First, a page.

Because my daughter grew up with horses she learned responsibility for others than herself. She learned that regardless of the weather you must still care for those you have the stewardship of. There are no “days off” just because you don’t feel like being a horse owner that day. She learned that for every hour of fun you have there are days of hard slogging work you must do first.
Because my daughter grew up with horses she learned not to be afraid of getting dirty and that appearances don’t matter to most of the breathing things in the world we live in. Horses do not care about designer clothes, jewelry, pretty hairdos or anything else we put on our bodies to try to impress others. What a horse cares about are your abilities to work within his natural world, he doesn’t care if you’re wearing $80.00 jeans while you do it. -
Because my daughter grew up with horses she learned about sex and how it can both enrich and complicate lives. She learned that it only takes one time to produce a baby, and the only way to ensure babies aren’t produced is not to breed. She learned how babies are planned, made, born and, sadly, sometimes die before reaching their potential. She learned how sleepless nights and trying to out-smart a crafty old broodmare could result in getting to see, as non-horse owning people rarely do, the birth of a true miracle.
Because my daughter grew up with horses she understands the value of money. Every dollar can be translated into bales of hay, bags of feed or farrier visits. Purchasing non-necessities during lean times can mean the difference between feed and good care, or neglect and starvation. She has learned to judge the level of her care against the care she sees provided by others and to make sure her stan-dards never lower, and only increase as her knowledge grows.
Because my daughter grew up with horses she has learned to learn on her own. She has had teachers that cannot speak, nor write, nor communicate beyond body language and reactions. She has had to learn to “read” her surroundings for both safe and unsafe objects, to look for hazards where others might only see a pretty meadow. She has learned to judge people as she judges horses. She looks beyond appearances and trappings to see what is within.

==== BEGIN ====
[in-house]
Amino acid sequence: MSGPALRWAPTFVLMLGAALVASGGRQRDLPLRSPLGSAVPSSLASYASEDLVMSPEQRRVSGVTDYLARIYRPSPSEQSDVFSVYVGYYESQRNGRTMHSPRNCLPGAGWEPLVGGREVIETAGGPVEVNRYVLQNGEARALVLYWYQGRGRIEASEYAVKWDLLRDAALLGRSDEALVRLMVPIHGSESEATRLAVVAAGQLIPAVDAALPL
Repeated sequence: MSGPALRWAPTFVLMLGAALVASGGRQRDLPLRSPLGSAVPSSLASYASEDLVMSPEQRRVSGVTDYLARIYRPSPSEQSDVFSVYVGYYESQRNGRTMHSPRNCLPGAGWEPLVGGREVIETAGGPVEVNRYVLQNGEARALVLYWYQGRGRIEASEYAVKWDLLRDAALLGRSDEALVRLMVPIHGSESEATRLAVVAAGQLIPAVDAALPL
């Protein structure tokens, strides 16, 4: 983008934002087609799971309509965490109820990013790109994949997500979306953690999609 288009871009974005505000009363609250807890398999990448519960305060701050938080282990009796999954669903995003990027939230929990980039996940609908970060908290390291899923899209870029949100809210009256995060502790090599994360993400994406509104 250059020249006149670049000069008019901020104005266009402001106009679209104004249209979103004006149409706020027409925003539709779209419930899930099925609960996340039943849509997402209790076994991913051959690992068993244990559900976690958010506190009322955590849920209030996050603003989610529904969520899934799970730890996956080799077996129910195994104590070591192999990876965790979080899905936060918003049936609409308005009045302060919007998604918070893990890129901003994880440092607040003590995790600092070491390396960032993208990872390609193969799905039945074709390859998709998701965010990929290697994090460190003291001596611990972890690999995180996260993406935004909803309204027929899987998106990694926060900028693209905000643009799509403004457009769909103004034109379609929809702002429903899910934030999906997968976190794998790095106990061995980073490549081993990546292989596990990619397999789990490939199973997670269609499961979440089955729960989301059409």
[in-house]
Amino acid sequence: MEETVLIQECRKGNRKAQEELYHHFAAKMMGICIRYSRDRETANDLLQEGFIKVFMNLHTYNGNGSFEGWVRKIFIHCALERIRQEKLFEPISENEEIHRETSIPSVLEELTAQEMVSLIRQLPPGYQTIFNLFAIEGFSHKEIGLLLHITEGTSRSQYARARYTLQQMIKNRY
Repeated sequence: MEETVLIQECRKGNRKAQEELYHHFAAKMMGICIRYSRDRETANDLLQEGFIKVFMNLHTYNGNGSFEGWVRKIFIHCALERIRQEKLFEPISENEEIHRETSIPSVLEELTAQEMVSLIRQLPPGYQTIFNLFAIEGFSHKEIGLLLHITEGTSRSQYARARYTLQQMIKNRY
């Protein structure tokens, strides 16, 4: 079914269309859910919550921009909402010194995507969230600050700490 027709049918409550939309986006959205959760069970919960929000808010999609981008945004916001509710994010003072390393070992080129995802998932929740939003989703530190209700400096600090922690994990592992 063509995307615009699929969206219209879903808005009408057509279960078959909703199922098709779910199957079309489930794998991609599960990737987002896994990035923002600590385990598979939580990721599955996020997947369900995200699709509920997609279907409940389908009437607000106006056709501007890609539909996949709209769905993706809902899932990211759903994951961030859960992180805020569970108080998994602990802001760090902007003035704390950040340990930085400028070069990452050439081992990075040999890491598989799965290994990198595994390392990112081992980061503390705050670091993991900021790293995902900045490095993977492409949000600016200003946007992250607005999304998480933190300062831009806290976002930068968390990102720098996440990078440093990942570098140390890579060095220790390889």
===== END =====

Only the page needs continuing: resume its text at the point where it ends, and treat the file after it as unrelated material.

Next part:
Because my daughter grew up with horses she has learned sportsmanship to a high degree. Everyone that competes fairly is a winner. Trophies and ribbons may prove someone a winner, but they do not prove someone is a horseman. She has also learned that some people will do anything to win, regard-less of who it hurts. She knows that those who will cheat in the show ring will also cheat in every other aspect of their life and are not to be trusted.
Because my daughter grew up with horses she has self-esteem and an engaging personality. She can talk to anyone she meets with confidence, because she has to express herself to her horse with more than words. She knows the satisfaction of controlling and teaching a 1000 pound animal that will yield willingly to her gentle touch and ignore the more forceful and inept handling of those stronger than she is. She holds herself with poise and professionalism in the company of those far older than herself.
Because my daughter grew up with horses she has learned to plan ahead. She knows that choices made today can effect what happens five years down the road. She knows that you cannot care for and protect your investments without savings to fall back on. She knows the value of land and buildings. And that caring for your vehicle can mean the difference between easy travel or being stranded on the side of the road with a four horse trailer on a hot day.
When I look at what she has learned and what it will help her become, I can honestly say that I haven’t “wasted” a penny on providing her with horses. I only wish that all children had the same opportunities to learn these lessons from horses before setting out on the road to adulthood.”
Shared because it's true.
Wanted: HAY, Van Buren area, Square Bales, Horse Quality 868-5324